Alkali A substance which creates a bitter taste and a slippery feel when dissolved in water and will turn red litmus paper blue. An alkali has a pH greater than seven and is the opposite of an acid. Highly alkaline waters tend to cause drying of the skin. Alkalis may include the soluble hydroxide, carbonate, and bicarbonate salts of calcium, magnesium, potassium, and sodium. A hydroxide alkali may also be called a base.
Alkaline Has a pH greater than 7; in common usage, a pH of water greater than 7.4. sometimes water or soils contain an amount of alkali (strongly basic) substances sufficient to raise the pH value above 7.0 and be harmful to the growth of crops.
Alkalinity The quantitative capacity of water to neutralize an acid; that is, the measure of how much acid can be added to a liquid without causing a significant change in pH. Alkalinity is not the same as pH because water does not have to be strongly basic (high pH) to have high alkalinity. In the water industry, alkalinity is expressed in mg/l of equivalent calcium carbonate. There are three kinds of alkalinity: carbonate, bicarbonate, and hydroxide alkalinity. Total alkalinity is the sum of all three kinds of alkalinity. Different tests are used to determine the quantity of the different kinds of alkalinities present in water.
Alluvial Aquifer A water-bearing deposit of unconsolidated material (sand and gravel) left behind by a river or other flowing water.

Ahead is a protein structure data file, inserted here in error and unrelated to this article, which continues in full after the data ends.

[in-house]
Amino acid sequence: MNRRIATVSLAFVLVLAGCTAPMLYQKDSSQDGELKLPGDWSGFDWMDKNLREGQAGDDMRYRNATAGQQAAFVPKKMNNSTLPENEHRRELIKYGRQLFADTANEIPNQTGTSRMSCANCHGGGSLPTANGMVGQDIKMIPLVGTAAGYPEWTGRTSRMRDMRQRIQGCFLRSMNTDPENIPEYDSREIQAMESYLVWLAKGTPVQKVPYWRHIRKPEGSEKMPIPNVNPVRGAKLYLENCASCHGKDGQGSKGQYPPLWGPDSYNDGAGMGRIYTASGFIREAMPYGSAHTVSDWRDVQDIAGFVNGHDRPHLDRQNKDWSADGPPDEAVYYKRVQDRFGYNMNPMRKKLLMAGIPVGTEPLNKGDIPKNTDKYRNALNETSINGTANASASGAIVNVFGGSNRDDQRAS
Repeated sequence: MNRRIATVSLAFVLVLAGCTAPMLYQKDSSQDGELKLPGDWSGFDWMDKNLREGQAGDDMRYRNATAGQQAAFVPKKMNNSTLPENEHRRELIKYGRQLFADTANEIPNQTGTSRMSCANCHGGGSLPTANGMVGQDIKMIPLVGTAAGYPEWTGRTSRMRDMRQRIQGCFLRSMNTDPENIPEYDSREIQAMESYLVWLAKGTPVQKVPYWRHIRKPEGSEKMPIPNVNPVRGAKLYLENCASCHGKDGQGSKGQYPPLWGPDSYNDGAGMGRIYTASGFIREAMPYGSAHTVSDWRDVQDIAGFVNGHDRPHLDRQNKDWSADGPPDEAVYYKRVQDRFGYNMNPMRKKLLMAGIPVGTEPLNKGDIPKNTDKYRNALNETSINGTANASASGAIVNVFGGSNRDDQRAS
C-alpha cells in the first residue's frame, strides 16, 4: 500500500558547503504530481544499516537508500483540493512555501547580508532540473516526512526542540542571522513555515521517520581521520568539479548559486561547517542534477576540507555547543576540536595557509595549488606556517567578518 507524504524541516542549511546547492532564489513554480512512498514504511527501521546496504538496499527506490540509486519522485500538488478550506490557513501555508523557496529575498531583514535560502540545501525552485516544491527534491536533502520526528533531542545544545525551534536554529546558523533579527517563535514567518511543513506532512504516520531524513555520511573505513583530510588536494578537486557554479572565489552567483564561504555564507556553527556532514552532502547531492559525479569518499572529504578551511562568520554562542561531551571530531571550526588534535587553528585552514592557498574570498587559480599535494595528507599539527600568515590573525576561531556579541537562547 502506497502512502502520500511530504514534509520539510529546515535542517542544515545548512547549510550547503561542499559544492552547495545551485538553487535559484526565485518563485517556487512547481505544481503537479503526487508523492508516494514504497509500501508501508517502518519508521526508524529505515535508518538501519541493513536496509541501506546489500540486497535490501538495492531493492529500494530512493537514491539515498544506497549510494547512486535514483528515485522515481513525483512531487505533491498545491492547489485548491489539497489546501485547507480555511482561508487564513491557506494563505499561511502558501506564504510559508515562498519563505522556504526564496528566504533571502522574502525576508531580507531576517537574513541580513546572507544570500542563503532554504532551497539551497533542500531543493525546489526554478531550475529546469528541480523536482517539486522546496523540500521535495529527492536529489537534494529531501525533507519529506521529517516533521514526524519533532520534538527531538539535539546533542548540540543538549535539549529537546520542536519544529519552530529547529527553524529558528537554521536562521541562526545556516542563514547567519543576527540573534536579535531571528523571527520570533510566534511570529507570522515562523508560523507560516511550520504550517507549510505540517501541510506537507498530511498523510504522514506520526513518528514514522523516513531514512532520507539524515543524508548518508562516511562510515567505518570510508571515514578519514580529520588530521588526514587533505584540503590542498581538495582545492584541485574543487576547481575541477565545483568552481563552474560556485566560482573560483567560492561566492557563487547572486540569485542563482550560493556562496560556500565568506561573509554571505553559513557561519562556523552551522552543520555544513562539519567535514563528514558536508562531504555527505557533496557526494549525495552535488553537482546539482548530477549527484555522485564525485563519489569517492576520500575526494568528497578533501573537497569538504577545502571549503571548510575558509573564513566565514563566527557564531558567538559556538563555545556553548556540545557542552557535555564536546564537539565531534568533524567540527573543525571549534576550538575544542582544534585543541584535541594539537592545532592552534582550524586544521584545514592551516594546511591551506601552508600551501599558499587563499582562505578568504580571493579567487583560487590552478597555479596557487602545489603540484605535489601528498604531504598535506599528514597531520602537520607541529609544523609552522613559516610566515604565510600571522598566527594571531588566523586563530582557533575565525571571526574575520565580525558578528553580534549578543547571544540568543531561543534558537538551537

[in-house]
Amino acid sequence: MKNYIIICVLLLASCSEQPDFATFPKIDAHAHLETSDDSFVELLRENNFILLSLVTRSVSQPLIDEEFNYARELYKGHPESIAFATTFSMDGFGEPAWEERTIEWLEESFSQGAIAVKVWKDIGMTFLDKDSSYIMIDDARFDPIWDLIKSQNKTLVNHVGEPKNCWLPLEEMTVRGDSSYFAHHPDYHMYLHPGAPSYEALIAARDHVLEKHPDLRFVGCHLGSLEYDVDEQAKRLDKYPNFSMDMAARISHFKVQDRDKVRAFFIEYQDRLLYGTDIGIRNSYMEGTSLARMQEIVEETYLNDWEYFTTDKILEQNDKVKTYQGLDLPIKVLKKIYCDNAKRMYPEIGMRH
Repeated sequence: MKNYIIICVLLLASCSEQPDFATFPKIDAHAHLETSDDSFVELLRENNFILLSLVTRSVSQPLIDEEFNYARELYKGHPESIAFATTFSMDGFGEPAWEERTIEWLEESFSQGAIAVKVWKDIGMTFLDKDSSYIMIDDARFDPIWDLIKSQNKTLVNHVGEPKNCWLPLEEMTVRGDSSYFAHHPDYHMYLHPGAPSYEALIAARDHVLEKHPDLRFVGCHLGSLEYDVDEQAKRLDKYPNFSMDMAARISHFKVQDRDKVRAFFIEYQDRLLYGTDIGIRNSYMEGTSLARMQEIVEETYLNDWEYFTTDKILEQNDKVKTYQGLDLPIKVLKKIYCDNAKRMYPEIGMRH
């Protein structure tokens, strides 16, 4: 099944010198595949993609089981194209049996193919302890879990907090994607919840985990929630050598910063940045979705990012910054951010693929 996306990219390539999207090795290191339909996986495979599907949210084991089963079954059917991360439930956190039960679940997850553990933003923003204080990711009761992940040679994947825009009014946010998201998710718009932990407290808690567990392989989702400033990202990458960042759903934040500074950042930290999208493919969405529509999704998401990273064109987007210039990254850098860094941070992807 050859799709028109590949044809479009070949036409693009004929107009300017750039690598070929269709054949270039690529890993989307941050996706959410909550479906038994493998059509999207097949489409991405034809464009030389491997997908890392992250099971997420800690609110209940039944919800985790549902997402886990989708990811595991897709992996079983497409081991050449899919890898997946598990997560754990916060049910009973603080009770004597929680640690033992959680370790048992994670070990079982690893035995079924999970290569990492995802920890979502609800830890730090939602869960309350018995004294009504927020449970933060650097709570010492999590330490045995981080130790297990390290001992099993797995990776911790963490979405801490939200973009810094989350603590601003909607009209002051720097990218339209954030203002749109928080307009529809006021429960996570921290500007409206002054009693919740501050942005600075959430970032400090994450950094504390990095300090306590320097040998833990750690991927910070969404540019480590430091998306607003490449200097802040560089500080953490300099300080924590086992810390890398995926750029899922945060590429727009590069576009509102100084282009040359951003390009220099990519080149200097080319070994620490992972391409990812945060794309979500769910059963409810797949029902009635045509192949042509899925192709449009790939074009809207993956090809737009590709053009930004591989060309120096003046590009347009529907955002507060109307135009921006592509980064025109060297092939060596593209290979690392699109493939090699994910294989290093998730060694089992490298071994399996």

Alluvium General term for sediments of gravel, sand, silt, clay, or other particulate rock material deposited by flowing water, usually in the beds of rivers and streams, on a flood plain, on a delta, or at the base of a mountain.
Alpine Snow Glade A marshy clearing between slopes above the timberline in mountains.
Alternating System As in the pressure in the sewer system or the creation of a negative pressure in the water supply line. Local plumbing codes usually require the air gap to be twice the diameter of the inlet with a minimum width of 1 1/2 inches.
Alum The common name for aluminum sulfate [Al2 (SO4) x 14H2 O] which is often used as a coagulant in water treatment.
Amalgamation The dissolving or blending of a metal (commonly gold and silver) in mercury to separate it from its parent material.
Ammonia A compound of nitrogen and hydrogen (NH3) that is a common by-product of animal waste. Ammonia readily converts to nitrate in soils and streams.
Amoeba A single celled protozoan that is widely found in fresh and salt water. Some types of amoebas cause diseases such as amoebic dysentery.
Anadromous Fish Migratory species that are born in freshwater, live mostly in estuaries and ocean water, and return to freshwater to spawn.
Anaerobic Pertaining to, taking place in, or caused by the absence of oxygen.
Anaerobic Organism An organism that can thrive in the absence of oxygen (air), such as bacteria in a septic tank.
Angstrom Unit A unit of wavelength of light equal to .00001 millimeter or .0001 microns.
Anion A negatively charged ion in solution, such as bicarbonate, chloride, or sulfate. An anion [such as chloride (Cl-)] may result from the dissociation of a salt, acid, or alkali.